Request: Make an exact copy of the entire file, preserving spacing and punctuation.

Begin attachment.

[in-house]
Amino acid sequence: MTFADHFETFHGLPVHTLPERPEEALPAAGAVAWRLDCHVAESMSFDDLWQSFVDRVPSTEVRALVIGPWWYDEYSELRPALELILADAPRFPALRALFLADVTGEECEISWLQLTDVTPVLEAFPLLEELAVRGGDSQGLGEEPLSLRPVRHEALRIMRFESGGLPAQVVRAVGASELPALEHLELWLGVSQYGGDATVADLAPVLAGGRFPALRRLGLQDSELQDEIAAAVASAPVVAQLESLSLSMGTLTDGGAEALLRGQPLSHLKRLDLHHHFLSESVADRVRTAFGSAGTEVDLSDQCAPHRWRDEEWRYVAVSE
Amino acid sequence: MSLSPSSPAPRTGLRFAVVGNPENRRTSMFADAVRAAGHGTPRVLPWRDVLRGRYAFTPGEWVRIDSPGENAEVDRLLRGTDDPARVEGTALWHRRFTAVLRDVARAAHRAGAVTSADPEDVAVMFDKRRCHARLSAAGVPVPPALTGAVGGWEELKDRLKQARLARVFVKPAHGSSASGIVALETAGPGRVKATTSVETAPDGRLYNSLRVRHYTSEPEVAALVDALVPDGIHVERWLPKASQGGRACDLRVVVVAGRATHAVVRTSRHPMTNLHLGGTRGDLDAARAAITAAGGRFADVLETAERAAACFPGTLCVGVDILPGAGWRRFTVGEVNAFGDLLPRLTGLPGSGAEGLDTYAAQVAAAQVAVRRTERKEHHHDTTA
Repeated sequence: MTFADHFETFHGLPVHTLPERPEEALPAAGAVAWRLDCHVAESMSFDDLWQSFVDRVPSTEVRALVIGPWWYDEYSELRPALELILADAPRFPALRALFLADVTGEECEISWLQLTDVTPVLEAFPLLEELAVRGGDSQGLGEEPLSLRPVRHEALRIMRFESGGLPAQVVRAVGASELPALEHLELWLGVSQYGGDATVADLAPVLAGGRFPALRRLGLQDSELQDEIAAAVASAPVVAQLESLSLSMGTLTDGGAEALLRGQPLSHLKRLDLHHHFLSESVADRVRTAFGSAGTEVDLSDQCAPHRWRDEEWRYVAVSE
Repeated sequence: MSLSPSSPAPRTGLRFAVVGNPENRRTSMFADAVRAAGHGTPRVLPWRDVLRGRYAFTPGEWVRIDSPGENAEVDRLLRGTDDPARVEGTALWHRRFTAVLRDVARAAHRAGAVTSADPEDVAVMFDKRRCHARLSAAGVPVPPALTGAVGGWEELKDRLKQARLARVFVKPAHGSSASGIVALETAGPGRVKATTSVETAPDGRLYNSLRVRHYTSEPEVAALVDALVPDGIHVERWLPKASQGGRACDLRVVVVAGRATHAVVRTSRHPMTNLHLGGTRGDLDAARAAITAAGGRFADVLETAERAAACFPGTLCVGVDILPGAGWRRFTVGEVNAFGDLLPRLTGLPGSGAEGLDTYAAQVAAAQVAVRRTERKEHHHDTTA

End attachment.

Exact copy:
[in-house]
Amino acid sequence: MTFADHFETFHGLPVHTLPERPEEALPAAGAVAWRLDCHVAESMSFDDLWQSFVDRVPSTEVRALVIGPWWYDEYSELRPALELILADAPRFPALRALFLADVTGEECEISWLQLTDVTPVLEAFPLLEELAVRGGDSQGLGEEPLSLRPVRHEALRIMRFESGGLPAQVVRAVGASELPALEHLELWLGVSQYGGDATVADLAPVLAGGRFPALRRLGLQDSELQDEIAAAVASAPVVAQLESLSLSMGTLTDGGAEALLRGQPLSHLKRLDLHHHFLSESVADRVRTAFGSAGTEVDLSDQCAPHRWRDEEWRYVAVSE
Amino acid sequence: MSLSPSSPAPRTGLRFAVVGNPENRRTSMFADAVRAAGHGTPRVLPWRDVLRGRYAFTPGEWVRIDSPGENAEVDRLLRGTDDPARVEGTALWHRRFTAVLRDVARAAHRAGAVTSADPEDVAVMFDKRRCHARLSAAGVPVPPALTGAVGGWEELKDRLKQARLARVFVKPAHGSSASGIVALETAGPGRVKATTSVETAPDGRLYNSLRVRHYTSEPEVAALVDALVPDGIHVERWLPKASQGGRACDLRVVVVAGRATHAVVRTSRHPMTNLHLGGTRGDLDAARAAITAAGGRFADVLETAERAAACFPGTLCVGVDILPGAGWRRFTVGEVNAFGDLLPRLTGLPGSGAEGLDTYAAQVAAAQVAVRRTERKEHHHDTTA
Repeated sequence: MTFADHFETFHGLPVHTLPERPEEALPAAGAVAWRLDCHVAESMSFDDLWQSFVDRVPSTEVRALVIGPWWYDEYSELRPALELILADAPRFPALRALFLADVTGEECEISWLQLTDVTPVLEAFPLLEELAVRGGDSQGLGEEPLSLRPVRHEALRIMRFESGGLPAQVVRAVGASELPALEHLELWLGVSQYGGDATVADLAPVLAGGRFPALRRLGLQDSELQDEIAAAVASAPVVAQLESLSLSMGTLTDGGAEALLRGQPLSHLKRLDLHHHFLSESVADRVRTAFGSAGTEVDLSDQCAPHRWRDEEWRYVAVSE
Repeated sequence: MSLSPSSPAPRTGLRFAVVGNPENRRTSMFADAVRAAGHGTPRVLPWRDVLRGRYAFTPGEWVRIDSPGENAEVDRLLRGTDDPARVEGTALWHRRFTAVLRDVARAAHRAGAVTSADPEDVAVMFDKRRCHARLSAAGVPVPPALTGAVGGWEELKDRLKQARLARVFVKPAHGSSASGIVALETAGPGRVKATTSVETAPDGRLYNSLRVRHYTSEPEVAALVDALVPDGIHVERWLPKASQGGRACDLRVVVVAGRATHAVVRTSRHPMTNLHLGGTRGDLDAARAAITAAGGRFADVLETAERAAACFPGTLCVGVDILPGAGWRRFTVGEVNAFGDLLPRLTGLPGSGAEGLDTYAAQVAAAQVAVRRTERKEHHHDTTA